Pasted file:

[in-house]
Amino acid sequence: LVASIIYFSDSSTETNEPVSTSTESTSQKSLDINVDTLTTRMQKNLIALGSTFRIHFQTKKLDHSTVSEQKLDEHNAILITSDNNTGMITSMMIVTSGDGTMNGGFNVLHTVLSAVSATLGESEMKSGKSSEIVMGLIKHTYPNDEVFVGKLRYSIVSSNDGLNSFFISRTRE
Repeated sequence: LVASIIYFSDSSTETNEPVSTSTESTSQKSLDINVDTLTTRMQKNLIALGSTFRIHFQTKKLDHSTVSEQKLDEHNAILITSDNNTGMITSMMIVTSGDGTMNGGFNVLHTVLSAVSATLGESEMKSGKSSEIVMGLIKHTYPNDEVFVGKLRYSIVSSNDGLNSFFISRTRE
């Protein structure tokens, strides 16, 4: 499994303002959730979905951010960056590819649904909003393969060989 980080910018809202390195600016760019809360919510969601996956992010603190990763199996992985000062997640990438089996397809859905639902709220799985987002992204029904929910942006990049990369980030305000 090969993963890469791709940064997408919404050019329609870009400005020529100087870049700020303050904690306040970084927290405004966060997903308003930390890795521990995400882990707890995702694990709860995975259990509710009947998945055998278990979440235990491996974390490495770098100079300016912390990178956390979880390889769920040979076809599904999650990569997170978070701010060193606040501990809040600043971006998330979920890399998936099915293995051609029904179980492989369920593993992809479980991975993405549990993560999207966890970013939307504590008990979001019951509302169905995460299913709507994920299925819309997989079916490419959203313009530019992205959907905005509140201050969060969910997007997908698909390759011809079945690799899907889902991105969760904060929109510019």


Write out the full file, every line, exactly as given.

[in-house]
Amino acid sequence: LVASIIYFSDSSTETNEPVSTSTESTSQKSLDINVDTLTTRMQKNLIALGSTFRIHFQTKKLDHSTVSEQKLDEHNAILITSDNNTGMITSMMIVTSGDGTMNGGFNVLHTVLSAVSATLGESEMKSGKSSEIVMGLIKHTYPNDEVFVGKLRYSIVSSNDGLNSFFISRTRE
Repeated sequence: LVASIIYFSDSSTETNEPVSTSTESTSQKSLDINVDTLTTRMQKNLIALGSTFRIHFQTKKLDHSTVSEQKLDEHNAILITSDNNTGMITSMMIVTSGDGTMNGGFNVLHTVLSAVSATLGESEMKSGKSSEIVMGLIKHTYPNDEVFVGKLRYSIVSSNDGLNSFFISRTRE
């Protein structure tokens, strides 16, 4: 499994303002959730979905951010960056590819649904909003393969060989 980080910018809202390195600016760019809360919510969601996956992010603190990763199996992985000062997640990438089996397809859905639902709220799985987002992204029904929910942006990049990369980030305000 090969993963890469791709940064997408919404050019329609870009400005020529100087870049700020303050904690306040970084927290405004966060997903308003930390890795521990995400882990707890995702694990709860995975259990509710009947998945055998278990979440235990491996974390490495770098100079300016912390990178956390979880390889769920040979076809599904999650990569997170978070701010060193606040501990809040600043971006998330979920890399998936099915293995051609029904179980492989369920593993992809479980991975993405549990993560999207966890970013939307504590008990979001019951509302169905995460299913709507994920299925819309997989079916490419959203313009530019992205959907905005509140201050969060969910997007997908698909390759011809079945690799899907889902991105969760904060929109510019």